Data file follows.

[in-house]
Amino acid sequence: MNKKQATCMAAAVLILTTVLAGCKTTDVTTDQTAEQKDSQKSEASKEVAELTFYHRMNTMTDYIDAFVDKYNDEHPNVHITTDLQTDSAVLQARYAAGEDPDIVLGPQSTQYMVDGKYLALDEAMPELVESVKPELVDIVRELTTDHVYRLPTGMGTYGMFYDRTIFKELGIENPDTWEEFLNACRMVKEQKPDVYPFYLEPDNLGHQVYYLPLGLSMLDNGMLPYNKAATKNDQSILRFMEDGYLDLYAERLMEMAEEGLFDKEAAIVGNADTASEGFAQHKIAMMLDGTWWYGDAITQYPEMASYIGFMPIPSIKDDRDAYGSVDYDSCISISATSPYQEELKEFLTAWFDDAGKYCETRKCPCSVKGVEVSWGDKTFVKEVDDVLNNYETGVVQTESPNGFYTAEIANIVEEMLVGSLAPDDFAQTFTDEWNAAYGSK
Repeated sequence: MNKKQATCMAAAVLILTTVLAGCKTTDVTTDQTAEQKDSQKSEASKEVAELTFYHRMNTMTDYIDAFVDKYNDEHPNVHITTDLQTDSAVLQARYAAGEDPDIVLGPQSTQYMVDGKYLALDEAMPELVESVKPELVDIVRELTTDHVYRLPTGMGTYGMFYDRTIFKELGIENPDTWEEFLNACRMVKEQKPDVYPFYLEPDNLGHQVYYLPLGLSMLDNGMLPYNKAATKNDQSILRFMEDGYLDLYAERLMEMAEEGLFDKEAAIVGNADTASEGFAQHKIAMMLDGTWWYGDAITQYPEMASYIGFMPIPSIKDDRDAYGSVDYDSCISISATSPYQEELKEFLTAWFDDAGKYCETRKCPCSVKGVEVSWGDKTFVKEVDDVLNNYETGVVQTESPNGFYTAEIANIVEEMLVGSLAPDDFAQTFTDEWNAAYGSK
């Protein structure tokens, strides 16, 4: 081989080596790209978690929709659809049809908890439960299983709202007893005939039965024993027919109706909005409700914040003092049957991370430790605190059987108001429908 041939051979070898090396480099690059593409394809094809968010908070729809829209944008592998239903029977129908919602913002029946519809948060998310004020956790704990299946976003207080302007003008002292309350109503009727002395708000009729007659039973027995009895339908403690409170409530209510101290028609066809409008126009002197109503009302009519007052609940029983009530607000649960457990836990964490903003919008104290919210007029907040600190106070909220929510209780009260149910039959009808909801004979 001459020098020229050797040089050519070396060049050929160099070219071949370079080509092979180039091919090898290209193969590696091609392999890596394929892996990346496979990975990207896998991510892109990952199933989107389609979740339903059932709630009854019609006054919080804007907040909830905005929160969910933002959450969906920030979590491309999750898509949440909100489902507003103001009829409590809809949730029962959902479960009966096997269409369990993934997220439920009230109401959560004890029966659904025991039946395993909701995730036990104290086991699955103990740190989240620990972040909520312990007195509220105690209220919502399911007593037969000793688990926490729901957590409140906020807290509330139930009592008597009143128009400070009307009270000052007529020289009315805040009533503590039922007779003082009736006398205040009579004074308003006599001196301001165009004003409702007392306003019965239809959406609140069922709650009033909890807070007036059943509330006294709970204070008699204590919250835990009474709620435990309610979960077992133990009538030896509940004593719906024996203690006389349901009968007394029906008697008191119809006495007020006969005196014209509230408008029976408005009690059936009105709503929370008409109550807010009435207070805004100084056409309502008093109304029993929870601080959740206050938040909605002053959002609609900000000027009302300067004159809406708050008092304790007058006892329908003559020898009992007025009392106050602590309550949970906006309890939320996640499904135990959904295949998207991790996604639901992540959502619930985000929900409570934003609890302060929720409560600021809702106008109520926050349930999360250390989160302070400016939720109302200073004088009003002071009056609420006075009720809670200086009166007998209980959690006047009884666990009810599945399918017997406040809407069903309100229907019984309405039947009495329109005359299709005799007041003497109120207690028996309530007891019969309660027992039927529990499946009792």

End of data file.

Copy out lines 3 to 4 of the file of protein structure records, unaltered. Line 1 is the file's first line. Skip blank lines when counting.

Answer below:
Repeated sequence: MNKKQATCMAAAVLILTTVLAGCKTTDVTTDQTAEQKDSQKSEASKEVAELTFYHRMNTMTDYIDAFVDKYNDEHPNVHITTDLQTDSAVLQARYAAGEDPDIVLGPQSTQYMVDGKYLALDEAMPELVESVKPELVDIVRELTTDHVYRLPTGMGTYGMFYDRTIFKELGIENPDTWEEFLNACRMVKEQKPDVYPFYLEPDNLGHQVYYLPLGLSMLDNGMLPYNKAATKNDQSILRFMEDGYLDLYAERLMEMAEEGLFDKEAAIVGNADTASEGFAQHKIAMMLDGTWWYGDAITQYPEMASYIGFMPIPSIKDDRDAYGSVDYDSCISISATSPYQEELKEFLTAWFDDAGKYCETRKCPCSVKGVEVSWGDKTFVKEVDDVLNNYETGVVQTESPNGFYTAEIANIVEEMLVGSLAPDDFAQTFTDEWNAAYGSK
């Protein structure tokens, strides 16, 4: 081989080596790209978690929709659809049809908890439960299983709202007893005939039965024993027919109706909005409700914040003092049957991370430790605190059987108001429908 041939051979070898090396480099690059593409394809094809968010908070729809829209944008592998239903029977129908919602913002029946519809948060998310004020956790704990299946976003207080302007003008002292309350109503009727002395708000009729007659039973027995009895339908403690409170409530209510101290028609066809409008126009002197109503009302009519007052609940029983009530607000649960457990836990964490903003919008104290919210007029907040600190106070909220929510209780009260149910039959009808909801004979 001459020098020229050797040089050519070396060049050929160099070219071949370079080509092979180039091919090898290209193969590696091609392999890596394929892996990346496979990975990207896998991510892109990952199933989107389609979740339903059932709630009854019609006054919080804007907040909830905005929160969910933002959450969906920030979590491309999750898509949440909100489902507003103001009829409590809809949730029962959902479960009966096997269409369990993934997220439920009230109401959560004890029966659904025991039946395993909701995730036990104290086991699955103990740190989240620990972040909520312990007195509220105690209220919502399911007593037969000793688990926490729901957590409140906020807290509330139930009592008597009143128009400070009307009270000052007529020289009315805040009533503590039922007779003082009736006398205040009579004074308003006599001196301001165009004003409702007392306003019965239809959406609140069922709650009033909890807070007036059943509330006294709970204070008699204590919250835990009474709620435990309610979960077992133990009538030896509940004593719906024996203690006389349901009968007394029906008697008191119809006495007020006969005196014209509230408008029976408005009690059936009105709503929370008409109550807010009435207070805004100084056409309502008093109304029993929870601080959740206050938040909605002053959002609609900000000027009302300067004159809406708050008092304790007058006892329908003559020898009992007025009392106050602590309550949970906006309890939320996640499904135990959904295949998207991790996604639901992540959502619930985000929900409570934003609890302060929720409560600021809702106008109520926050349930999360250390989160302070400016939720109302200073004088009003002071009056609420006075009720809670200086009166007998209980959690006047009884666990009810599945399918017997406040809407069903309100229907019984309405039947009495329109005359299709005799007041003497109120207690028996309530007891019969309660027992039927529990499946009792």